As we head further south the jungle turns to sky mirroring mangrove wetlands that flood the low lying roads with the clear, tea coloured water of the swamps until we come to a shore of thick white sand bordered by coral rubble blocks from hurricane hammer blows.
Here we pause a while, staying in off grid eco lodges along the shore. The sunrises sing from the sea, the sunsets sizzle into the jungle and the dark whorls of rain squalls balloon above the endless green of the wetlands and the roads peter out to sand tracks and lonely ends.
We turn inland, heading towards the Belize border and we find lake town Bacalar and we explore it’s waters and fringes, creeping in wonder through a massive resort half build and then abandoned to the snakes and the crawling green, haunted and haunting.
Here are the highlights, the eerie sights and the impressions left by the long road and the strange shores.
The Yucatan is honeycombed limestone, friable and sharp, riddled with caves and sinkholes that were sacred to the ancient Maya who saw them as glimpses of the underworld. The cenotes appear with magic randomness, new ones come, old ones change as the Yucatan continues to evolve in the rinse of the rain and the lipping of the sea. There is a cenote that cave divers can follow all the way to the sea, riding the thermocline wave, following the oil in water mix of salt and fresh, all the way to Akumal bay.
Beneath the flat scrubland and jungle the cenotes are other worldly, glass watered and silent. Spike stalactites glow with colour but I feel a sharp edge of fearfulness as the dark presses in and I sense the pressure of the sudden rainstorms above and I wonder how fast the water can rise.
In the silence underground I imagine the iron hard core at the heart of the Chicxulub impact crater, just west of us, lurking below the crust it barrelled into 65 million years ago, surrounded by a glittering halo of glass beads in rock. It is easy to let your imagination run away with you in the caves. The pastel shades of mineral in the rocks tease the eye, the strain of the swim through tiny spaces and the shadows thrown by rock forms play like Aluxo’ob, mayan sprites, in the light of Nick’s dive torch. It makes you think uncanny thoughts as the cool water laps at your face, soft licks.
Below me, in the super clear water the yellow strands of the ropes the cave divers follow whisper fearfully of consequences should you let go of the life line – it would be dark and chill below the thermocline, with the slowing cascade of bubbles from an exhausted tank ticking life away in silver coin flurries. I am not a huge fan of caves, it seems, I prefer the wide open waters of the sea where I have room to turn and flee!
When the roofs of the cenotes collapse they form wriggling watercourses through the land, heavily edged with foliage, packed at the rims with twisted mangroves these are sunny sacred places, smiling at the sky. Exploring them is much more relaxing. By kayak we trawl the perimeter, looking for the slow clumsiness of manatees feeding on the weed and snorkelling to find clouds of fish in the nurseries that form in the safe haven of the mangrove roots.
The sun burns down, washing my brain with serotonin rain. My energy levels rise and my wanderlust wakes, stretches, demands new sights to see. We begin the driving, getting as far away as we can from civilisation, looking for old Mexico and road’s end.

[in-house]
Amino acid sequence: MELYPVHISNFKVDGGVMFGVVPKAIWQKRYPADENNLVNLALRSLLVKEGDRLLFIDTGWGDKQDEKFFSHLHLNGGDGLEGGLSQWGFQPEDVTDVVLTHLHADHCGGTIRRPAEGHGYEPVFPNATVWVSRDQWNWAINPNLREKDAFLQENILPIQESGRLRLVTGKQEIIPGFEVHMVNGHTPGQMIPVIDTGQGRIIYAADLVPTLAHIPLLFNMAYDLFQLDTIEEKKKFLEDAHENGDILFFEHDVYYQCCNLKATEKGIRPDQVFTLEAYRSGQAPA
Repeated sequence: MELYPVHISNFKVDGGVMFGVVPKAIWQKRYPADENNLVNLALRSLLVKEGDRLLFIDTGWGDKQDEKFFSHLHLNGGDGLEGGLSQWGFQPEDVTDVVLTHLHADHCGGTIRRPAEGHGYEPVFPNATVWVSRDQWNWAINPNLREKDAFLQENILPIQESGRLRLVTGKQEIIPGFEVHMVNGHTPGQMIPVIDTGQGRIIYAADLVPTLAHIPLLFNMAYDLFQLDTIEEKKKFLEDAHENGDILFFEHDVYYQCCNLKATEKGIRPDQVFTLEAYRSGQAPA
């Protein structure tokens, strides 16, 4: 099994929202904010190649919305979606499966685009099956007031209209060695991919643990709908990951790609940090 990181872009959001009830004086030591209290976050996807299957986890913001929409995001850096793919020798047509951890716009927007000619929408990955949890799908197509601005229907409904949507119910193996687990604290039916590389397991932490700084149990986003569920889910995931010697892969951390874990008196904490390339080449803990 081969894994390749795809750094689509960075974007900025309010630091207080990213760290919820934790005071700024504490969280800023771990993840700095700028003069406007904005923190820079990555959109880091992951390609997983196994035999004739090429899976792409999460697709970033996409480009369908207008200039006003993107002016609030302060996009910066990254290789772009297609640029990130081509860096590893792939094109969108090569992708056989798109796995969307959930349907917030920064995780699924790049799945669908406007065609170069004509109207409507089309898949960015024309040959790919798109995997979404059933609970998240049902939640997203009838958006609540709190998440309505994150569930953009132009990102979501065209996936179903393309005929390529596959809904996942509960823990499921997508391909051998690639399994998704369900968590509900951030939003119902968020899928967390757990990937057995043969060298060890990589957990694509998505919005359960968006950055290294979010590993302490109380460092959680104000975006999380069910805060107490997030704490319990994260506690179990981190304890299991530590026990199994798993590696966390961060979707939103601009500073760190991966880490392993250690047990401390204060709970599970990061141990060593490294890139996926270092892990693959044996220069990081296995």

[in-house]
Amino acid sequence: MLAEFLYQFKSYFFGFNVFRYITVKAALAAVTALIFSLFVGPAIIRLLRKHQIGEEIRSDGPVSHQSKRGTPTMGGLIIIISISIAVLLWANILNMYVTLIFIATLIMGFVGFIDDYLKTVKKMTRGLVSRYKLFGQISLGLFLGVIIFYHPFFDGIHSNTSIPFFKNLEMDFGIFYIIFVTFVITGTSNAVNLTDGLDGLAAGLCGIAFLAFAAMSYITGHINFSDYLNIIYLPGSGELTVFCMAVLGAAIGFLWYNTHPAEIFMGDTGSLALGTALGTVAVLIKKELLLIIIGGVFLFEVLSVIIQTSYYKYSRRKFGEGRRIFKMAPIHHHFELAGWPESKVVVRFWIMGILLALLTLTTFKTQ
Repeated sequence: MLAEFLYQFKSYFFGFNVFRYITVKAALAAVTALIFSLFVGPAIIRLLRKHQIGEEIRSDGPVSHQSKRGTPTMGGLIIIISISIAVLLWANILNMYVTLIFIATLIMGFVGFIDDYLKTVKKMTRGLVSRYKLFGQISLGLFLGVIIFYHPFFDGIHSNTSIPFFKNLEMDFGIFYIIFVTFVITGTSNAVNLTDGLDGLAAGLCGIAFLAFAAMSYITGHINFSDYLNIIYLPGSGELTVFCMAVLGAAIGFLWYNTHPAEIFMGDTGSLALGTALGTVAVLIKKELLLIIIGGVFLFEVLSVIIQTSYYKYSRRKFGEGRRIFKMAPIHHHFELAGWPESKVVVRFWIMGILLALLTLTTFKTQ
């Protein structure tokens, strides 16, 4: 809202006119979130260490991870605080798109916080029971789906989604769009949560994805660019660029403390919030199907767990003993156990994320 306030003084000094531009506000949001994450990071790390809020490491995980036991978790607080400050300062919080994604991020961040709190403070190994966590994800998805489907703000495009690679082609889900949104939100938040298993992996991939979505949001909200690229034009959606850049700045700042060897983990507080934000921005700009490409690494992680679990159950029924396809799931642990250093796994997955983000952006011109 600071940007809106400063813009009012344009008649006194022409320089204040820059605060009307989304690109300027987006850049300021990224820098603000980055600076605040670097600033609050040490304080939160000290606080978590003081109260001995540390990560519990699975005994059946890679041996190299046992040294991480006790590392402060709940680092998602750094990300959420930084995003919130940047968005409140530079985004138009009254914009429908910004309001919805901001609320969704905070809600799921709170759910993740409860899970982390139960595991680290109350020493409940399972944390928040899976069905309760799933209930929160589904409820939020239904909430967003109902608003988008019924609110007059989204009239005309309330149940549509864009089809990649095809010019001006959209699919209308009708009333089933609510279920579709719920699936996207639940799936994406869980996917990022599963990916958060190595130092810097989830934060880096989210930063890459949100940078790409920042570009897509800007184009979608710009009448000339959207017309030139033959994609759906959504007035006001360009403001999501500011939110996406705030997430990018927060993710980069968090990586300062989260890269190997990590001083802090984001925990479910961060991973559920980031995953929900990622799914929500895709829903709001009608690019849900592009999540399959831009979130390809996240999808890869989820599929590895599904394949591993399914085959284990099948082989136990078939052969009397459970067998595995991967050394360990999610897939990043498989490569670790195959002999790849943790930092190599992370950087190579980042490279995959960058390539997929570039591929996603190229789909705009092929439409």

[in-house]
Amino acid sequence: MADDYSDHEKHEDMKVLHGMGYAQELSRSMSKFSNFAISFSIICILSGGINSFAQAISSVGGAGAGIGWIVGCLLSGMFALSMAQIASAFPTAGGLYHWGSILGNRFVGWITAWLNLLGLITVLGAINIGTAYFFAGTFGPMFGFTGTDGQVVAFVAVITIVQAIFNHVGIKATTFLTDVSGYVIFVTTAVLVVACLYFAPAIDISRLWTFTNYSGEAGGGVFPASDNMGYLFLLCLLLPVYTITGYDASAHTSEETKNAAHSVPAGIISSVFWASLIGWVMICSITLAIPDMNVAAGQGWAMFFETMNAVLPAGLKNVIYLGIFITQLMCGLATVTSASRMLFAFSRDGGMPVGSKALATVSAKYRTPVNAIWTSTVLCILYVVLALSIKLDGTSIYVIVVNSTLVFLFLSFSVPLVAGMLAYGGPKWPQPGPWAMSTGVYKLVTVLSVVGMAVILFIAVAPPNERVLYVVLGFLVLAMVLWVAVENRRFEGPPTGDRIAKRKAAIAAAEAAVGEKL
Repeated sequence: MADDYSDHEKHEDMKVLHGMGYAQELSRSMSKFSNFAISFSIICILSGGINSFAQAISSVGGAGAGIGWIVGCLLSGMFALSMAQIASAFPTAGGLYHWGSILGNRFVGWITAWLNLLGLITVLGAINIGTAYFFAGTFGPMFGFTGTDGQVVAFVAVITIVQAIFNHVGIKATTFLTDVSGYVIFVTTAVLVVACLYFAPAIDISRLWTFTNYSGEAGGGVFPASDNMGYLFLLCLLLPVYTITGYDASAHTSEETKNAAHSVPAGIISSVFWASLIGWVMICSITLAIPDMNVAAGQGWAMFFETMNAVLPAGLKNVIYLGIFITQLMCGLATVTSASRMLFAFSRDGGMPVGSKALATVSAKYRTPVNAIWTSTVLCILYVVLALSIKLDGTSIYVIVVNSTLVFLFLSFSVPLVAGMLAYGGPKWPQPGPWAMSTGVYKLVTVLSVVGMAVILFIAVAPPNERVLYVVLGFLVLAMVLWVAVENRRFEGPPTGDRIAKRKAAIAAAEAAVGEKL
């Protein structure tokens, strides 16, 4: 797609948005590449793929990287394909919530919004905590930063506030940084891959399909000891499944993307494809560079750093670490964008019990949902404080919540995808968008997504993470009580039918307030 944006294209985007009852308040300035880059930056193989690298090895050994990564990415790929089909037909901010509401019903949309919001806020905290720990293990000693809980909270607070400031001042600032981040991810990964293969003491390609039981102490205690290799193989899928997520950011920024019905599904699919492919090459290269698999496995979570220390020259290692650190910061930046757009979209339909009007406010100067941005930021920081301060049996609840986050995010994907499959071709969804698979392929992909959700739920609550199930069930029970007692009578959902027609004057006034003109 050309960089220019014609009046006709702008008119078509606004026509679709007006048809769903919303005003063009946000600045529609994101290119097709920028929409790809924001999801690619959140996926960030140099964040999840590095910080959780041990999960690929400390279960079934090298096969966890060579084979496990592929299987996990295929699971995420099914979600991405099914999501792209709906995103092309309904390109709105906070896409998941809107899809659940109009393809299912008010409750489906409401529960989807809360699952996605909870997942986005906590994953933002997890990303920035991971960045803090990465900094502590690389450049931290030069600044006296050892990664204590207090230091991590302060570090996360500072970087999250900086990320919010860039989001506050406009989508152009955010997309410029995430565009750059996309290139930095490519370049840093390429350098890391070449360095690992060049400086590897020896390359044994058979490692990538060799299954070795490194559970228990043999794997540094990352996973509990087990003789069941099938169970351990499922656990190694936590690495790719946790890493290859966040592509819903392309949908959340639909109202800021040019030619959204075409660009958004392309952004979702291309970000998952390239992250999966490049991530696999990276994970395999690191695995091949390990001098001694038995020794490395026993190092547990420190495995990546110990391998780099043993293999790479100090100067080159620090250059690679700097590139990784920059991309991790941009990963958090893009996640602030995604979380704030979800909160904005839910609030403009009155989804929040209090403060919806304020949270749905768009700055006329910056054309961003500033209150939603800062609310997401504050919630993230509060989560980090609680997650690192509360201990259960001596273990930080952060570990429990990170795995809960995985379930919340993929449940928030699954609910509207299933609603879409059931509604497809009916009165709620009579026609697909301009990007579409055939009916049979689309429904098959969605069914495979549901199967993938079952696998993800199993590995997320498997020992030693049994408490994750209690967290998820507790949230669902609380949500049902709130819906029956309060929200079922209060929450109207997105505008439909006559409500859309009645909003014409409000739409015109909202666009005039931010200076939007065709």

In Mahahual there is a blasted tree hung with single flip flops, faded by the sun, riders on strange tides that have eventually washed up here, tangled up in the sargassum weed, to find their end on an almost deserted shore.
Mahahual lingers and waits, almost comatose in the sun. It still exists because a remote cruise ship dock north of town brings a few boats a week. On those days it wakes early and all eyes are on the horizon as the cruisers hove into view. Beach cleaners lug weed in a sweat, vendors in a fever turn empty lots into packed trinket shops. The day visitors from the cruise ships ride their Segway’s along the pretty malacon and drive open top jeeps through the shallow edges of the mangroves on roads they churn away on their almost adventures. Massages on the beach, cycle rides and snorkel trips, there are a few hours of brief frenetic activity and then Mahahual goes back to sleep, shuts the doors, lays up waiting for the next ship to dock and while they wait the rain storms make the mangroves bleed raging red water into the sea and the jungle bides its time.
This feels like somewhere that hangs on, against the odds and some would say, against reason. If you ever wanted to run away then run here, nobody will find you.
At the rag end of town I saw a semi-trailer parked up on a rough lot machete cut out of the jungle. It was missing the tractor unit. There was just the trailer, with a sagging black rectangle of an awning and a punch bag hanging on the edges. I wonder who lives there; some man who takes his anger at himself out on the punch bag whilst waiting for the pain of his past to be eroded away by the endless wind from the sea. I could write a book from that one image.
We drive up and down the coast from Mahahual, north as far as the edges of the Sian Ka’an Biosphere, protected and pure and south to Xcalak where the road runs out and the Belize border is a skimming stone away across the sea.
On a quiet stretch of coast we find Almaplena eco lodge and feel at home there, enjoying nights of starry skies and a beach to ourselves. Scoops of pelicans do low level fly past’s in formation whilst flings of sandpipers scavenge amongst the weed. I find glossy sea beans in the tangled weed and they feel lucky in my hand.